“Oh, I’ll pay now. I don’t want someone coming along and making you a better offer and finding my Lord Titus without a place to lay his head.” He paused. “I’d like to reserve room in your main stable for six horses as well, if you’d be so kind.”

David calculated the total in his head and gave it to the Roman. Reaching into a heavy looking satchel, the Roman handed him two denarii and three sesterces, as if they were nothing. David was suddenly even more inclined to keep the party happy. “Um … what time can I expect the party? I’d hate to leave your lord waiting at the gate.”

“Oh, by midnight or so I’d say. He’s in a hurry and we’ve been pressing past the point of reason. Our mounts could use a day of rest.” He patted his own horse and remounted it.

“Perhaps he’ll stop over for a few days,” David said greedily. “Our accommodations are most comfortable, sir.”

“Perhaps so,” the Roman agreed. “I’ll return before long. I thank you,” he said as he started to trot away like he was in a bit of a hurry.”

“No, sir, thank you!” he called at the rider’s back. “If you could stay a moment to talk specifics about your party, I could make the most comfortable arrangements possible!” The Roman just waved. “I didn’t even get your name!” David tried in a last-ditch effort to glean any information that might ingratiate him to the wealthy group.

The man glanced over his shoulder with a strange knowing smile. “I’m not able, sorry.” He urged the horse along with his knees, making the familiar clicking sound of a slightly impatient rider, and rode off, leaving a confused innkeeper in his wake.

∞∞∞

When the bell rang later that evening, David hurried outside, nearly tripping over his own feet to get there as quickly as possible.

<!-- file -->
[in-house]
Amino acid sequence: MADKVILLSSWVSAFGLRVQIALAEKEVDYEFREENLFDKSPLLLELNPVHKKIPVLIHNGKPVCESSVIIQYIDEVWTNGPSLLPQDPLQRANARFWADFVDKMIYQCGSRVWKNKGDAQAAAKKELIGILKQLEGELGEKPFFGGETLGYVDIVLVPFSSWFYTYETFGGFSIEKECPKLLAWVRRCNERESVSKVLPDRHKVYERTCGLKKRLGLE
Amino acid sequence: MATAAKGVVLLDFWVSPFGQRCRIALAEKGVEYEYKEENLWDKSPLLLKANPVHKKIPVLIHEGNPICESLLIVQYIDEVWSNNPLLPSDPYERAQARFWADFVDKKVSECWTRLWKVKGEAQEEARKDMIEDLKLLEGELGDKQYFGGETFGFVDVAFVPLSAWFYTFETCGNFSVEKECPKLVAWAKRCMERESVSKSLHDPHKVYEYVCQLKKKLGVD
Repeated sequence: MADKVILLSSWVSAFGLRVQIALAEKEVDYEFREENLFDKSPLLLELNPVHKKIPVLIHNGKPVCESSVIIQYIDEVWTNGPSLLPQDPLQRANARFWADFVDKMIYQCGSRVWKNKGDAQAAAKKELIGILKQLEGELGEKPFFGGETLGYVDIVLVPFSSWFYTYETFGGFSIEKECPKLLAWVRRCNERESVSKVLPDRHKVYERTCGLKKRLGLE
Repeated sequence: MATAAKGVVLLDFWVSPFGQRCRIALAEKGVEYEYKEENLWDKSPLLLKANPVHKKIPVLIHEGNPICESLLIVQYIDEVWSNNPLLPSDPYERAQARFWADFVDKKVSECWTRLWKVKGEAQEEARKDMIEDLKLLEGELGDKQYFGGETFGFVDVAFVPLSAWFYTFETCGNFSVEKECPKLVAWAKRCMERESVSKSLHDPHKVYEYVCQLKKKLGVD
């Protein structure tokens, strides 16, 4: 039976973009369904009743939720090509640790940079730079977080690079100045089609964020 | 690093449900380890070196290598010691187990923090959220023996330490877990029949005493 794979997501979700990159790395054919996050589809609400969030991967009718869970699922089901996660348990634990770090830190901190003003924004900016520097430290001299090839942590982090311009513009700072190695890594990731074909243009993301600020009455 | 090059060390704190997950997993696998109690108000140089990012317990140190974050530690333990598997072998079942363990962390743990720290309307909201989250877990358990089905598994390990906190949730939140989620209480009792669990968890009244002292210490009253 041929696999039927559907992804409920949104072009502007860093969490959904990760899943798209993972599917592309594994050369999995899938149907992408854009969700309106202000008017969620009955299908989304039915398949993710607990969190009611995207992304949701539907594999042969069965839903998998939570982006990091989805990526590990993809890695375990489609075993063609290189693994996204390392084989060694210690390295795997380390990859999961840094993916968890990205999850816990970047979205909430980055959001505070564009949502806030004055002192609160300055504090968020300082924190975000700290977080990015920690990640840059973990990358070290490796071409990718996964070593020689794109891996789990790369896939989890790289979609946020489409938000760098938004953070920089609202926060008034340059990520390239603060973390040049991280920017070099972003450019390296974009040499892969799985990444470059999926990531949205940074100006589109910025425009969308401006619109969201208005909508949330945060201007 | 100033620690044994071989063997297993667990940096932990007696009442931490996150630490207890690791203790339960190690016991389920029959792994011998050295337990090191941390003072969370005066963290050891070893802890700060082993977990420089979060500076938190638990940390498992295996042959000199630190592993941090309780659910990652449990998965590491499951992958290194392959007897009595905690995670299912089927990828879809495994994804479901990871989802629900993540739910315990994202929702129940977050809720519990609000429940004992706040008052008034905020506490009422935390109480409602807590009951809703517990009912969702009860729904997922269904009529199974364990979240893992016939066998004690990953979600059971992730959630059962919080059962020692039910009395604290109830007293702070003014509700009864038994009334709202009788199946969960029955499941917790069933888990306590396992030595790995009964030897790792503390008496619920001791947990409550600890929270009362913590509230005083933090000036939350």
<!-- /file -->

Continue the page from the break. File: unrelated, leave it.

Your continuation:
He’d already woken his wife, his children, and his mother to prepare the rooms for their important guests. Their kitchen smelled of baking bread and roasting meat. The other guests had begun to stir, and all were happy to pay for an unexpected meal, so David had his family working to feed them all. The coin had already more than made up for the loss of the fat goat that had stopped giving milk some time ago.

He swung the gate wide in a grand welcoming gesture, expecting a party of smart but tired Romans. What he was faced with instead was a dusty exhausted looking man holding the rope of a donkey, upon which was a woman, large with child, clutching her belly and grimacing with discomfort.

The man was wringing his hands in worry. “I’m sorry to trouble you this late, good sir. But … my wife … her time has come ‘round, you see, and … we desperately need shelter for the night.” When the innkeeper frowned elaborately at the road-dirtied, weary pair, the man took out a money pouch. “I can pay … Whatever you ask.”

David sniffed disdainfully. He was quite busy enough without some nobody who’d planned their trip poorly wasting it. That money pouch looked heavy enough, but it was tiny compared with that of the nameless Roman who’d visited him a few hours ago. “No room,” he said curtly. “Try the next town over.” He moved to swing the gate closed.

The woman stifled a small whimper of discomfort and her husband put himself in the way of the gate. “There are no other rooms. Not anywhere. Some Roman has bought up every vacant room between here and Jerusalem, I think.”

“Sorry to hear that,” the innkeeper said, not meaning it, and not sounding like he did.

“Please,” the man pleaded. “We’ll take anything. Servants quarters would be fine. I’ll pay the full room rate. She just needs somewhere to … to …” She whimpered again, and the man’s eyes bored into David’s. “Please,” he said, and it was no longer a plea. It had an edge that told the innkeeper he was desperate enough to not be rational. The man had the deeply muscled arms of a laborer, but the sharp intelligent eyes of a scholar. A dangerous combination if pushed past his limits.

“There’s no room in the servant’s quarters either. You can stay in the small barn out back. The straw is clean and there’s plenty of it.”

“Fine,” the man agreed, casting a concerned glance at his wife whose eyes were closed and whose breath was coming in little panting gasps. “How much?”

“Two shekels.”

The woman’s eyes snapped open. “Two shekels to stay in a barn? Are you mad? Joseph, we can’t …”

“Mary, love, it’s alright. We need to get you inside somewhere.”